Me, Myself and AA Comes of Age
At certain points on my road to recovery I have been directed to certain pieces of AA literature by my sponsor. Not long after going through the Twelve Steps, and after reading Pass it On and Dr Bob and the Good Old Timers, it was suggested I read AA Comes of Age. I found this book to be truly fascinating. My sponsor told me that before I could start taking people through the Twelve Step program myself I need to read this book. At first I thought the book was a bit of a tough read but I persevered and once I fell into the flow of what was happening I couldn’t put the book down.
The book focuses on the St Louis convention which was held in 1955. It delves right into the history of AA and explains in great detail how the current service structure of Alcoholics Anonymous came to be implemented. It also explains why the St Louis convention was such a pivotal moment in AA’s history as it's when Bill and Bob handed over the overall running of AA’s affairs to the individual groups of AA and how the structure would work from top to bottom.
It is vitally important for all fully "paid-up" members of Alcoholics Anonymous to know this history as it gives an insight into AA’s working service structure which would not be possible from just reading the service manuals alone. Hand-in-hand with the service manuals it makes the sometimes complicated service structure in AA easier to understand. The book also goes into the history of how the Twelve Traditions came into practise and gives the often humorous stories of the early AA members’ mishaps that bring each Tradition to life in a way that just reading the Traditions in the ‘Twelve and Twelve’ never could. This book provided me with a firm structure on which I was able to start to understand how the service structure outside of the home group works within AA and why the Traditions are vitally important to the survival of each group just as the Steps are to the individual.
Towards the end of the book we have three different outlooks on AA from the medical fraternity, the religious fraternity and a former chairman of the General Service Board and former Trustee. I found all of these sections of the book extremely helpful and very fascinating. The medical view particularly because of Dr Harry M. Tiebout’s contribution on how ego reduction is pivotal to an alcoholic’s continual sobriety. The way Dr Tiebout explains the initial surrender of an alcoholic and also the ability to keep the ego deflated over the long term, for me, was truly eye opening stuff and gave me a sound perspective on what sponsorship is mainly about. Like Dr Tiebout says himself: “Its capacity for rebirth (the ego) is utterly astounding and must never be forgotten” and this is something I, myself, must constantly remember and as my sponsor will surely remind me, is something I often forget.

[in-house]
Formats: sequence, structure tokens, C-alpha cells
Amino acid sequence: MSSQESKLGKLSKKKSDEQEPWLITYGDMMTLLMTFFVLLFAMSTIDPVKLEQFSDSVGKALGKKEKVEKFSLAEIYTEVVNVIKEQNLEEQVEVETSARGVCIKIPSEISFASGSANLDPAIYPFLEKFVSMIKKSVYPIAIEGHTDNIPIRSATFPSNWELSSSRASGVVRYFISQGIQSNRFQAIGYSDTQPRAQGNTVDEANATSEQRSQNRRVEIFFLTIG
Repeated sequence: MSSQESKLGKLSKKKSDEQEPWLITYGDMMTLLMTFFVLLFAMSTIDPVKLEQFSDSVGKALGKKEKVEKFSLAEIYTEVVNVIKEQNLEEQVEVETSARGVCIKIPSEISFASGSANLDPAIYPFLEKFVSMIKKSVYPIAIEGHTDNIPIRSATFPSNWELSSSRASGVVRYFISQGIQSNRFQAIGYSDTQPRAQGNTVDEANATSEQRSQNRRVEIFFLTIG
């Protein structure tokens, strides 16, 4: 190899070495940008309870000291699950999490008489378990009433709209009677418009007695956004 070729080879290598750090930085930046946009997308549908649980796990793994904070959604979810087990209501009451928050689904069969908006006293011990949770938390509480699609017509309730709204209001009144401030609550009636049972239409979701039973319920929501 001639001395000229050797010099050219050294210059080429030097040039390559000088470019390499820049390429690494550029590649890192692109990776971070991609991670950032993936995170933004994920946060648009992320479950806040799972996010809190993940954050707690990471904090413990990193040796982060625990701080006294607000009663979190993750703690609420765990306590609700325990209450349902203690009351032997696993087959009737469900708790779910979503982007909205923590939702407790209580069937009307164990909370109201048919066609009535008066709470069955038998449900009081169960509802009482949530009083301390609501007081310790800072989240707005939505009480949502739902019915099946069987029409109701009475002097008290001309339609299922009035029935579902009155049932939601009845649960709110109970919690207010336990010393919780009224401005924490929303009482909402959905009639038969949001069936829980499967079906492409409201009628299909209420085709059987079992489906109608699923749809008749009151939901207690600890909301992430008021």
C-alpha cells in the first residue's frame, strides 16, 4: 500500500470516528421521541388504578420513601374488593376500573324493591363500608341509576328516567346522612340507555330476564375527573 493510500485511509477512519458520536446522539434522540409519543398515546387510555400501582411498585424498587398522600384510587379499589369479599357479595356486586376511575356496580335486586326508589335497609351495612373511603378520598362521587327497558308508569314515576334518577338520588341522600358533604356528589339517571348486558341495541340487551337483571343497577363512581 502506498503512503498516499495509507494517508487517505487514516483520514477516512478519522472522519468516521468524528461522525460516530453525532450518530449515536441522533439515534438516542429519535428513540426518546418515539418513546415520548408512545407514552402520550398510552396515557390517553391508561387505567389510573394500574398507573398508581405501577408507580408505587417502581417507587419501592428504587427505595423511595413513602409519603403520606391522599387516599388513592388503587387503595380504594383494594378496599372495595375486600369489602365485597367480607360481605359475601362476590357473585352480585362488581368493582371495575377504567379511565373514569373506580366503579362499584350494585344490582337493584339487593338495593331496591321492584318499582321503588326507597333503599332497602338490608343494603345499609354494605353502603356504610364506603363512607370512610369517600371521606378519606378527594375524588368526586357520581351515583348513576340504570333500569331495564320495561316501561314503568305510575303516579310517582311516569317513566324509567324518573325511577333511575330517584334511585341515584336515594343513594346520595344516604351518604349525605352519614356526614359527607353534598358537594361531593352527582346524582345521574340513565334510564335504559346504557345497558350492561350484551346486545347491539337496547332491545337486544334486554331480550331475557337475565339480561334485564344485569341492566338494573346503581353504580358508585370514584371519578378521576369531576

Within the chapter ‘Religion Looks at AA’ I found Rev Samuel Shoemaker’s insights into spiritual awakenings very interesting and gave me a firm understanding into what happened with my own spiritual awakening and what happened with my fellows in AA when they spoke of their own experiences. I also found Rev Shoemaker’s viewpoints on the Steps, particularly Step Two, to be fundamental with my own experiences and with others. I also find this chapter extremely inspiring and often revisit it to remind myself what my recovery is personally about when I sometimes feel frustrated with life.
The final chapter is based upon talks made by Mr Bernard B. Smith at the first six General Service Conferences. Mr Smith was a trustee and chairman of the General Service Board 1951-1956 and I find his insights on fellowship and happiness most inspiring. I also find his insights on conference very easy to follow and he explains why it is as important to us all as members of AA to have and participate with conference. Mr Smith also summed up alcoholism for me, in one sentence, better than I had ever heard before with this: “alcohol simply served as an escape from personal enslavement to the false ideals of a materialistic society.”
So, hopefully, from this review you will see that AA Comes of Age isn’t just a boring history book that a sponsor is getting you to read, but a book alive with wisdom, encouragement and knowledge that, like the Big Book, is put in a way that speaks to the alcoholic on a level that other books just cannot do. It is a book, again along with the Big Book, that I continually revisit and always find a new and exciting way to perceive the miraculous fellowship that is Alcoholics Anonymous.